Some astronomers initially install and use the GNU/Linux operating systems because the software that their research community use can only be run in this environment, the transition is not necessarily easy. To encourage you in investing the patience and time to make this transition, we define the GNU/Linux system and argue for the command-line interface of scientific software and how it is worth the (apparently steep) learning curve. Command-line interface contains a short overview of the very powerful command-line user interface. Tutorials is a complete chapter with some real world example applications of Gnuastro making good use of GNU/Linux capabilities written for newcomers to this environment. It is fully explained, easy and (hopefully) entertaining.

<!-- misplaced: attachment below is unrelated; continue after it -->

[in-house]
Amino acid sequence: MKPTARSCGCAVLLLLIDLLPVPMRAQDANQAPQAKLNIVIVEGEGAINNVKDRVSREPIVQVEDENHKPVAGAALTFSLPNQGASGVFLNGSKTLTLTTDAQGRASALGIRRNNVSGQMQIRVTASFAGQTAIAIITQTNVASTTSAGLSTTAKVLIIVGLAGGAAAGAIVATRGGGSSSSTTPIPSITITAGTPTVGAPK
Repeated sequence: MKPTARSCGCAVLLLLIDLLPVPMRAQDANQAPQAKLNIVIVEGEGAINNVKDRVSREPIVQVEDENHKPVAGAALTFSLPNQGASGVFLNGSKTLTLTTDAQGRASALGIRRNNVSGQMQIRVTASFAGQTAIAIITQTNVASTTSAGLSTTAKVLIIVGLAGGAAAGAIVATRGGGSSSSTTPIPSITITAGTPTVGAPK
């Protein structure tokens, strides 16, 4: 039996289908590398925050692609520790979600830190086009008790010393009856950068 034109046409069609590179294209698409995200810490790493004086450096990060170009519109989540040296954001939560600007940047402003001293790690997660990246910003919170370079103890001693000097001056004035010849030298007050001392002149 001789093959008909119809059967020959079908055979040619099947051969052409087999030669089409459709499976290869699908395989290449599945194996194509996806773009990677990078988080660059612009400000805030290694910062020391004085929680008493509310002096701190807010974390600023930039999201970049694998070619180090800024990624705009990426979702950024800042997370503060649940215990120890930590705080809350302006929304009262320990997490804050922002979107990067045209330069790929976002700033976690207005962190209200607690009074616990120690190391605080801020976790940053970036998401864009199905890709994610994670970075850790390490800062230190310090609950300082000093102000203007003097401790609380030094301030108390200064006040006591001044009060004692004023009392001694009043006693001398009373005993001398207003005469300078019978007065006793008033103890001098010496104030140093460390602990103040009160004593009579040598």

You might have already noticed that we are not using the name “Linux”, but “GNU/Linux”. Please take the time to have a look at the following essays and FAQs for a complete understanding of this very important distinction. In short, the Linux kernel is built using the GNU C library (glibc) and GNU compiler collection (gcc). The Linux kernel software alone is useless, in order have an operating system you need many more packages and the majority of such low-level packages in most distributions are developed as part of the GNU project: “the whole system is basically GNU with Linux loaded”. In the form of an analogy: to say “running Linux”, is like saying “driving your carburetor”.
|• Command-line interface:||Introduction to the command-line|